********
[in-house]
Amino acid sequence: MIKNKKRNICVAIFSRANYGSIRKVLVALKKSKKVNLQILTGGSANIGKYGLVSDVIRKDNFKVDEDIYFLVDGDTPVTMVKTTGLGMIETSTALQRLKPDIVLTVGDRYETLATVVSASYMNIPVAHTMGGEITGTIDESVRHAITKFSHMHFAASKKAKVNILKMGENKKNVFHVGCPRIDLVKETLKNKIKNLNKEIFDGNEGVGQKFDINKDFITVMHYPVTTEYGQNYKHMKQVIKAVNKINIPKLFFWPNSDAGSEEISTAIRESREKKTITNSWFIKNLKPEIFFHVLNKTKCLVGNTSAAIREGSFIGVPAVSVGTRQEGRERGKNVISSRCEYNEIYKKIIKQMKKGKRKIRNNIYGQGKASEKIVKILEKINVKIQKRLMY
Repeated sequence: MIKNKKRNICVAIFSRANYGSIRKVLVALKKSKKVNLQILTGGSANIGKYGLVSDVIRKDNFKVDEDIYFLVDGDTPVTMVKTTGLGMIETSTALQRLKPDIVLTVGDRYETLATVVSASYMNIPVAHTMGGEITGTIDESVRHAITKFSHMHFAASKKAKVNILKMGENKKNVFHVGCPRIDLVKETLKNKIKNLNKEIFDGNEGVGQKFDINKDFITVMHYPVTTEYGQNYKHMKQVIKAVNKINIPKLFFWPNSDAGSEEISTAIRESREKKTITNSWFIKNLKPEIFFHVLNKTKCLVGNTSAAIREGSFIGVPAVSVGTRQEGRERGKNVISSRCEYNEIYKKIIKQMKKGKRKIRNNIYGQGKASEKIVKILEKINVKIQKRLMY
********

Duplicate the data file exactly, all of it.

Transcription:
[in-house]
Amino acid sequence: MIKNKKRNICVAIFSRANYGSIRKVLVALKKSKKVNLQILTGGSANIGKYGLVSDVIRKDNFKVDEDIYFLVDGDTPVTMVKTTGLGMIETSTALQRLKPDIVLTVGDRYETLATVVSASYMNIPVAHTMGGEITGTIDESVRHAITKFSHMHFAASKKAKVNILKMGENKKNVFHVGCPRIDLVKETLKNKIKNLNKEIFDGNEGVGQKFDINKDFITVMHYPVTTEYGQNYKHMKQVIKAVNKINIPKLFFWPNSDAGSEEISTAIRESREKKTITNSWFIKNLKPEIFFHVLNKTKCLVGNTSAAIREGSFIGVPAVSVGTRQEGRERGKNVISSRCEYNEIYKKIIKQMKKGKRKIRNNIYGQGKASEKIVKILEKINVKIQKRLMY
Repeated sequence: MIKNKKRNICVAIFSRANYGSIRKVLVALKKSKKVNLQILTGGSANIGKYGLVSDVIRKDNFKVDEDIYFLVDGDTPVTMVKTTGLGMIETSTALQRLKPDIVLTVGDRYETLATVVSASYMNIPVAHTMGGEITGTIDESVRHAITKFSHMHFAASKKAKVNILKMGENKKNVFHVGCPRIDLVKETLKNKIKNLNKEIFDGNEGVGQKFDINKDFITVMHYPVTTEYGQNYKHMKQVIKAVNKINIPKLFFWPNSDAGSEEISTAIRESREKKTITNSWFIKNLKPEIFFHVLNKTKCLVGNTSAAIREGSFIGVPAVSVGTRQEGRERGKNVISSRCEYNEIYKKIIKQMKKGKRKIRNNIYGQGKASEKIVKILEKINVKIQKRLMY